Movie Reviews

Cannes Film Review: ‘Mademoiselle’—Cleverly Weird and Confusingly Interesting

The Handmaiden
The Handmaiden

Written by Park Chan-Wook and Seo-Kyung Chung, ‘Mademoiselle’ which translate as ‘The Handmaiden’ in English is a brilliant piece of art—yet it’s extensively confusing until the puzzle is pieced together at the end of the film.
As a rework of Sarah Waters’ brilliant best-selling novel Fingersmith, ‘Mademoiselle’ is set in the 1930s—with two women playing odd and smart cards to cross and double cross each other in a cunning and interesting ways to secure their independence.
The film is divided into three parts just as the novel and the inbuilt confusion stems from the excessive use of flashback—it’s so much such that you have to all the time keep wondering whether you are watching a flashback or following the current state of the story.
The first part of the story is told from Sook-hee’s perspective.
Sook-hee (played by Kim Tae-ri) is a young maid with unsuspecting skills—an expert in pick pocketing. She is hired by a con man who masquerades as Count Fujiwara (played by Ha Jung-woo) to deceive the wealthy Lady Hideko (played Kim Min-hee) into marrying him with the intention of ingeniously stripping her off all her fortune.
Sook-hee was not just a side-kick of the grand plan, she had a strong interest in the outcome—she had been promised a huge sum of cash that would change her life for good and forever.
It wasn’t much of a big deal to a pickpocket initially to want to aid in such an ‘astute scam’, but eventually when Sook-hee entered the huge mansion, her mind changed after she became intimately involved with Lady Hideko—and began to scrutinize her mission, out of her sudden emotional attachment and perhaps because she realized the sort of inflexible bondage she was in under Count Fujiwara.
Sook-hee and Lady Hideko were not just hanging out as Count Fujiwara expected and thought, they were making prolong love—and the film takes a special interest in dishing out the details of each touch they made in bed; it was naughty, vivid, sexy and sometimes uncomfortable.
The Handmaiden
The Handmaiden

The sex scenes between the two kept on coming—and when Sook-hee’s first licking of what’s in-between her madam’s thighs was abruptly cut off, the scene was revisited to give the viewer the full picture of how it all happened.
If someone walked on anyone watching any of those intimate and yet artistic sex scenes which went on for quite some time, that person would think a lesbian porn is being enjoyed—it was that intense.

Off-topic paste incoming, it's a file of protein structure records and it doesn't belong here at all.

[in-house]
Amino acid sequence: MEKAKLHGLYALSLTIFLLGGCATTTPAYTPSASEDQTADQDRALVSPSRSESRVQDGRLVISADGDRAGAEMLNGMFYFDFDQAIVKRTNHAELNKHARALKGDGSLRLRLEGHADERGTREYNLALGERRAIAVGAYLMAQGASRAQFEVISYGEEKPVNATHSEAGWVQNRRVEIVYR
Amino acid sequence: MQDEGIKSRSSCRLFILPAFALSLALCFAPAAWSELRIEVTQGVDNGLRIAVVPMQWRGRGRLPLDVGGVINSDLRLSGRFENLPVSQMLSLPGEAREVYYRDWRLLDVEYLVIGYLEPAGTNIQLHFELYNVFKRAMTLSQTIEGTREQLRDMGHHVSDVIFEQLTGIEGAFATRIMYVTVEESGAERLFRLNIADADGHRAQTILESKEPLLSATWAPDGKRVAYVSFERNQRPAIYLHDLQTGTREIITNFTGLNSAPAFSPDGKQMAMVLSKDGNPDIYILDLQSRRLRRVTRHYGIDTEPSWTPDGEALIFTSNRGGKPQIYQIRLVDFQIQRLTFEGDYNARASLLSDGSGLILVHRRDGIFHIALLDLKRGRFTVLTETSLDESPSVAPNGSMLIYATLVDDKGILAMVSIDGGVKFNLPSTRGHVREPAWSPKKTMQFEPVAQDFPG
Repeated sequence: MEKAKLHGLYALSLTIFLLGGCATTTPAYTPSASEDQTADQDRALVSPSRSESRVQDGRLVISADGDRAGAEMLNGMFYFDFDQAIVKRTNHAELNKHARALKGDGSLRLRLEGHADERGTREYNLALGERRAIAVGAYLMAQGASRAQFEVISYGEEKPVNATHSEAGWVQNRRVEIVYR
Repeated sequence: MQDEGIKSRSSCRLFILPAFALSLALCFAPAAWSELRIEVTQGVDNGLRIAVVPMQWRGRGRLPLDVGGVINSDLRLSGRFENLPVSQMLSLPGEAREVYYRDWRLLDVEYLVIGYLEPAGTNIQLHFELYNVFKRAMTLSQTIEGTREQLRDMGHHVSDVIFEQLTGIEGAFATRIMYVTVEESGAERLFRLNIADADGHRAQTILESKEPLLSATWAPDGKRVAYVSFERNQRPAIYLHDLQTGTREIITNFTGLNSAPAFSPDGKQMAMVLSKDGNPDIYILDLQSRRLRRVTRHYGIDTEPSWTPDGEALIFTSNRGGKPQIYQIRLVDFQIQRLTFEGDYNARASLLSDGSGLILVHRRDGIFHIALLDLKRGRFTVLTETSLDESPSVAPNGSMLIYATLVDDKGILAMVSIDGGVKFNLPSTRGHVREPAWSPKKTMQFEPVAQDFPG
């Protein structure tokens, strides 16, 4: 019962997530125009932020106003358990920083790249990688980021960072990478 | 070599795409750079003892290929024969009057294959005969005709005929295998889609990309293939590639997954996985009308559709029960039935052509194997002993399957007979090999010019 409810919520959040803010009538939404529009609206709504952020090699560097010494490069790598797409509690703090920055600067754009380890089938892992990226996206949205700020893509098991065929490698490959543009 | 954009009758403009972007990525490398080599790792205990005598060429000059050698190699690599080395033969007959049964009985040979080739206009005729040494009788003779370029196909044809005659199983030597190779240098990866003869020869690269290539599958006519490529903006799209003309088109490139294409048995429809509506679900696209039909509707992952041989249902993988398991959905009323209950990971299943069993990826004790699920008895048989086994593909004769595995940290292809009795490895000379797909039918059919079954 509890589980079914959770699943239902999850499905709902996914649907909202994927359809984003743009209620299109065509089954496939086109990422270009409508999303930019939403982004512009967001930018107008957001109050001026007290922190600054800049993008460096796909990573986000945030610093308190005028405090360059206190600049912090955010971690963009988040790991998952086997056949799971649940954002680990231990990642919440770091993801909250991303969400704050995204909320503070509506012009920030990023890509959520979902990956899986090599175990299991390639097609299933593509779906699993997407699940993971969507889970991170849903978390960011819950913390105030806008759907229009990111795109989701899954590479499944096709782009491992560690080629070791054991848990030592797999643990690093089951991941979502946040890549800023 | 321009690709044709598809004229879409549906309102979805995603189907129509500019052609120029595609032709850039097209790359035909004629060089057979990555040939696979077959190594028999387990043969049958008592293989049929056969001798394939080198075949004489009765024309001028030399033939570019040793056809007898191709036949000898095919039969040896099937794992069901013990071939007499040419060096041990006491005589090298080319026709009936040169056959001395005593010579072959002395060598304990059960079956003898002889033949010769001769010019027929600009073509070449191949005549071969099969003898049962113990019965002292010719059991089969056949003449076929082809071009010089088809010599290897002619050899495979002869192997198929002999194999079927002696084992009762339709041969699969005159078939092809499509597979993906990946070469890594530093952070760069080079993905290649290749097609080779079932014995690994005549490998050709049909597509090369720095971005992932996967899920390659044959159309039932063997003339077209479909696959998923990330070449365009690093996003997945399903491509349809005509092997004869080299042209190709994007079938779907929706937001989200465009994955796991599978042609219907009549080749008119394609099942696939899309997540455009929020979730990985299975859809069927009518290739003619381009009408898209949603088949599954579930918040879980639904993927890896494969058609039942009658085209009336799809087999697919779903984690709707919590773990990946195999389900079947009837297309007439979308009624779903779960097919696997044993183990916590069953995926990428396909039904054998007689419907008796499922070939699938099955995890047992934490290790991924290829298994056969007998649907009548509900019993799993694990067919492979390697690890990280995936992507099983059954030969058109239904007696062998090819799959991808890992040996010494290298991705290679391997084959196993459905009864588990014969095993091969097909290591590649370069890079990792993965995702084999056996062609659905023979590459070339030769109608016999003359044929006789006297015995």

In between the two women holding and hiding a secret affair, Count Fujiwara was working on his scheme to marry Lady Hideko, and he dubiously threw his conspirer under the bus, masterminding another plan with Lady Hideko to lock up Sook-hee forever—after letting Lady Hideko in on Sook-hee’s real identity and mission.
At a point, it seemed Count Fujiwara had succeeded in pulling Lady Hideko to his side, with Sook-hee having become a victim instead of a victor of the ploy.
Part Two got brutally confusing; the flashbacks were as though they were on a perpetual loop.
But the Third Part settled all the dust—and it lighted out the twist, to give prominence to exactly what the stakes were for each of the three playing the dangerous con game grounded in distrust and double crossing.
Though confusing, the film ends on a straight line—which sort of makes you wonder if the plenty meandering were all necessary.
On the face of it, the film falls into the traditional storytelling box of love conquering it all; but it wouldn’t be far-fetched to ask if the two emerged as winners because of genuine love or it was a complete feminist collaboration and attack—coated with a shady art of romance.
Of course, Lady Hideko had to make a difficult decision; each was in there to cut a piece of her and it seems, she just settled for the least dangerous bite.
(South Korea) A The Joker, BAC Films, CJ Entertainment presentation of a Moho Film, Yong Film production. (International sales: CJ Entertainment , Seoul.) Produced by Park Chan-wook, Syd Lim. Executive producers, Miky Lee. Co-producers, Yoon Suk-chan, Kim Jong-dae, Jeong Won-jo. Co-executive producer, Jeong Tae-sung.
Directed by Park Chan-wook. Screenplay, Chung Seo-kyung, Park, adapted from the novel “Fingersmith” by Sarah Waters. Camera (color, widescreen, HD), Chung Chung-hoon; editor, Kim Sang-bum, Kim Jae-bum; music, Cho Young-wuk; production designer, Ryu Seong-hee; costume designer, Cho Sang-kyung; sound (5.1 Ch.), Kim Suk-won; re-recording mixer, Jung Gun; visual effects supervisor, Lee Jeon-hyoung; visual effects, 4th Creative Party; associate producer, Jay Lee.
Kim Min-hee, Kim Tae-ri, Ha Jung-woo, Cho Jin-woong, Kim Hae-sook, Moon So-ri. (Korean, Japanese dialogue)
Critics Ratings:


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